Anticoagulant Blood Factor Deficiencies (Protein C)

  • Duane F. Bruley
Part of the Advances in Experimental Medicine and Biology book series (AEMB, volume 599)


Anti-coagulant proteins are essential to maintain blood hemostatis for the supply of oxygen and nutrients to tissue cells and for the removal of toxic by-products from metabolism. Hereditary or acquired deficiencies of Protein C, Protein S, or Anti-thrombin III can lead to disease states such as deep vein thrombosis (DVT) with the possibility of producing lung emboli. Phenomena named Factor V Lieden can produce a similar pathologic condition.

Anti-coagulant deficiencies, including Factor V Lieden, are HIDDEN blood conditions that can allow blood clot development, especially with trauma to the tissue and circulatory system. It is proposed that all children between ages twelve to fourteen be checked hereditary deficiencies and Factor V Lieden complications. This would require the development of inexpensive assay equipment12.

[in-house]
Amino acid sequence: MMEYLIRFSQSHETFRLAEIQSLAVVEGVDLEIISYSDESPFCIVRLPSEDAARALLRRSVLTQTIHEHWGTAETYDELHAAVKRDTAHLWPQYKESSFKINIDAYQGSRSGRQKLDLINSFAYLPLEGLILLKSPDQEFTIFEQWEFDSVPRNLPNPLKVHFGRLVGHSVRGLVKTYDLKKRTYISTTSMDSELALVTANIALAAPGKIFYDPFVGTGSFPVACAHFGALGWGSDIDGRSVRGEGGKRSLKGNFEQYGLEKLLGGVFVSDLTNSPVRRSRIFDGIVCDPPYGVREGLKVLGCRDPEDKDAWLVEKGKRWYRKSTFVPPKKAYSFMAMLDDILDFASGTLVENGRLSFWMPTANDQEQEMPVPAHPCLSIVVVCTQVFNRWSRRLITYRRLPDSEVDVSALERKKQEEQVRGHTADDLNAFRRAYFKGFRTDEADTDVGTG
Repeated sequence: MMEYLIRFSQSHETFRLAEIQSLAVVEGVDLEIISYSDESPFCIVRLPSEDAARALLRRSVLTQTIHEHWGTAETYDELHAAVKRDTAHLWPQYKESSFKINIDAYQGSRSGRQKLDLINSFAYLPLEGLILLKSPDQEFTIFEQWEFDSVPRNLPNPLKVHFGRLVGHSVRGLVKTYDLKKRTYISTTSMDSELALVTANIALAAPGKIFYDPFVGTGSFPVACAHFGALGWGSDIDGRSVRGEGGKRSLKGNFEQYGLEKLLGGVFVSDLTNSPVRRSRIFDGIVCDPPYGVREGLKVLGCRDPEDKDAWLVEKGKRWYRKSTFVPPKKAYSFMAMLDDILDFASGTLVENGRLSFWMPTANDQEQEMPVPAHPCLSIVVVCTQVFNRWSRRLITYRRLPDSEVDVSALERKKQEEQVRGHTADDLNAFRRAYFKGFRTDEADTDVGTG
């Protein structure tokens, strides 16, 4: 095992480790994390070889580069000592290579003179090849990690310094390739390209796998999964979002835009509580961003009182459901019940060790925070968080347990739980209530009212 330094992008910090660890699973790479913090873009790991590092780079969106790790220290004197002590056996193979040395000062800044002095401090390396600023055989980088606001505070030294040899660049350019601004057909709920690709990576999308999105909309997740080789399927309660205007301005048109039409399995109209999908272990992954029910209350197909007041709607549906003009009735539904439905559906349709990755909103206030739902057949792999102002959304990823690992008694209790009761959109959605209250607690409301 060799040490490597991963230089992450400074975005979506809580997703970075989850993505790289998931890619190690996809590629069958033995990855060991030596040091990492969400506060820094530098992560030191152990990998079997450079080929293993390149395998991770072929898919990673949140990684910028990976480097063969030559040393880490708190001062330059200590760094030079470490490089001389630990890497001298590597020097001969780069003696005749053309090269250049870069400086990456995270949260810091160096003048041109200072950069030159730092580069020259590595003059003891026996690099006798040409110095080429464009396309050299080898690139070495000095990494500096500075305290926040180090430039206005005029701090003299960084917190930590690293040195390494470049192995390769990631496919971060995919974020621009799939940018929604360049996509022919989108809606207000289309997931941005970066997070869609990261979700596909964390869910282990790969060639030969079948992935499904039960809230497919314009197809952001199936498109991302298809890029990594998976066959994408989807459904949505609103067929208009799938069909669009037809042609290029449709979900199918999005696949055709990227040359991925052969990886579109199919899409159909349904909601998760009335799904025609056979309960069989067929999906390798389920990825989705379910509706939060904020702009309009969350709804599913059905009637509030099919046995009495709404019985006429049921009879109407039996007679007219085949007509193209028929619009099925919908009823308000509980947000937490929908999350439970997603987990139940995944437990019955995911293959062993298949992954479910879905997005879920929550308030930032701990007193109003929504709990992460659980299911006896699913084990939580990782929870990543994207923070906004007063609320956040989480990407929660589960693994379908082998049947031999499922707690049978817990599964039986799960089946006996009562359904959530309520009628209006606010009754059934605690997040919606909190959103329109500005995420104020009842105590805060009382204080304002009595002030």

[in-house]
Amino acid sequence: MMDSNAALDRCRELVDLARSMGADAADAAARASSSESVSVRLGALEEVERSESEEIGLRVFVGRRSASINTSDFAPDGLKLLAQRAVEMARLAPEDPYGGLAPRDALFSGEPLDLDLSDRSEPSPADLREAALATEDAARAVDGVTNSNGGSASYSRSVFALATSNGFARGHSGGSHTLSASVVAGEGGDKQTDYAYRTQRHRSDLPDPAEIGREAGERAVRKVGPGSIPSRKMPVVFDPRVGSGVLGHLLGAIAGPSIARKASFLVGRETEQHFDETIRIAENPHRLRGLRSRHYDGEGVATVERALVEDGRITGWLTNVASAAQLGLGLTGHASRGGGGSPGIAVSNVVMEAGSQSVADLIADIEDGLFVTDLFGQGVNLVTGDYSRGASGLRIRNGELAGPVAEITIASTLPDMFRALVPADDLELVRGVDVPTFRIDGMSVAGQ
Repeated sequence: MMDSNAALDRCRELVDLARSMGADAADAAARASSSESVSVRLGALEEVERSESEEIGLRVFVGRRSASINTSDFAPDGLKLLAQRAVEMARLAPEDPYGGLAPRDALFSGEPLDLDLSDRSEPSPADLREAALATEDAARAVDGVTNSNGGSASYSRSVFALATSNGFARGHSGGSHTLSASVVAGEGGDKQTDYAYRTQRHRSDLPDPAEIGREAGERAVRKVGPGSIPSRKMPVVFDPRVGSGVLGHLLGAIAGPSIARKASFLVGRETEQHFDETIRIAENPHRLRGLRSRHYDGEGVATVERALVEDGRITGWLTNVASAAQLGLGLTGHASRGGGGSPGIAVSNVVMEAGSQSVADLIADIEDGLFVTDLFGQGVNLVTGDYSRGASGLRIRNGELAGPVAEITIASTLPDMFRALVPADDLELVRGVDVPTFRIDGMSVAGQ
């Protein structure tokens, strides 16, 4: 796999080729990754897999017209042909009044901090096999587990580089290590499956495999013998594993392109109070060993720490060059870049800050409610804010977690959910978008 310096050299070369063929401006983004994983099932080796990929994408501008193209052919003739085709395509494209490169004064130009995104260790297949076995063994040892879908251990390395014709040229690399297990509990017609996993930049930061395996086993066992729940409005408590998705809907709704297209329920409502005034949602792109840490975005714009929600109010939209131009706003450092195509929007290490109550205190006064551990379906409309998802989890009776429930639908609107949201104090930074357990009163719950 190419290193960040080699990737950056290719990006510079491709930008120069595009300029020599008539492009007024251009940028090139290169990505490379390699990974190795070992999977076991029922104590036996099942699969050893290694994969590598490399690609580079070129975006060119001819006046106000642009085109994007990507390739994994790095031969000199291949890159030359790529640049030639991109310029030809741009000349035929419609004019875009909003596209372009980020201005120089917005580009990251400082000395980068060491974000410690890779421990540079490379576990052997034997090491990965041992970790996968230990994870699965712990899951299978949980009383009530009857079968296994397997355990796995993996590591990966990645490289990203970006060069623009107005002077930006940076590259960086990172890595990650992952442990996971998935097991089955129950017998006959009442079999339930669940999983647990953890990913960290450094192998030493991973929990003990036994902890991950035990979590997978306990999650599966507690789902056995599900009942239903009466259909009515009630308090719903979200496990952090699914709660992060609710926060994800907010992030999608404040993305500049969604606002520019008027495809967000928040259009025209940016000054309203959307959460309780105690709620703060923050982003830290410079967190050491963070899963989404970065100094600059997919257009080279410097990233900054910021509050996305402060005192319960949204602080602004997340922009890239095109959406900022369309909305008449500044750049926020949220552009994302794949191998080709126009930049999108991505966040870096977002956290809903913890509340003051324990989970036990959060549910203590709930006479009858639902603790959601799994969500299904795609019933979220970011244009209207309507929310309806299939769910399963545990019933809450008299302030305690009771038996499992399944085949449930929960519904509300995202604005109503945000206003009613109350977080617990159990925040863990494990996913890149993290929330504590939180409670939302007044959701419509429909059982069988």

The present research focuses on the low cost production of Zymogen Protein C via purification from blood plasma Cohn Fraction IV-1. This process is difficult due to the several Homologous Vitamin K dependent proteins in the blood coagulation cascade. Traditional chromatography (ion exchange) cannot achieve the desired separation. Some more exotic technologies are very expensive so our work proposes to use Immobilized Metal Affinity Chromatography (IMAC). It is hoped to produce a lower cost product that can be used prophylactic ally to treat Protein C deficiencies and possibly other coagulation problems.


Deep Vein Thrombosis Factor Versus Immobilize Metal Affinity Chromatography Blood Factor Hereditary Deficiency 
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Copyright information

© Springer Science+Business Media, LLC 2008

Authors and Affiliations

  • Duane F. Bruley
    • 1
  1. 1.College of EngineeringUniversity of Maryland Baltimore CountyBaltimore

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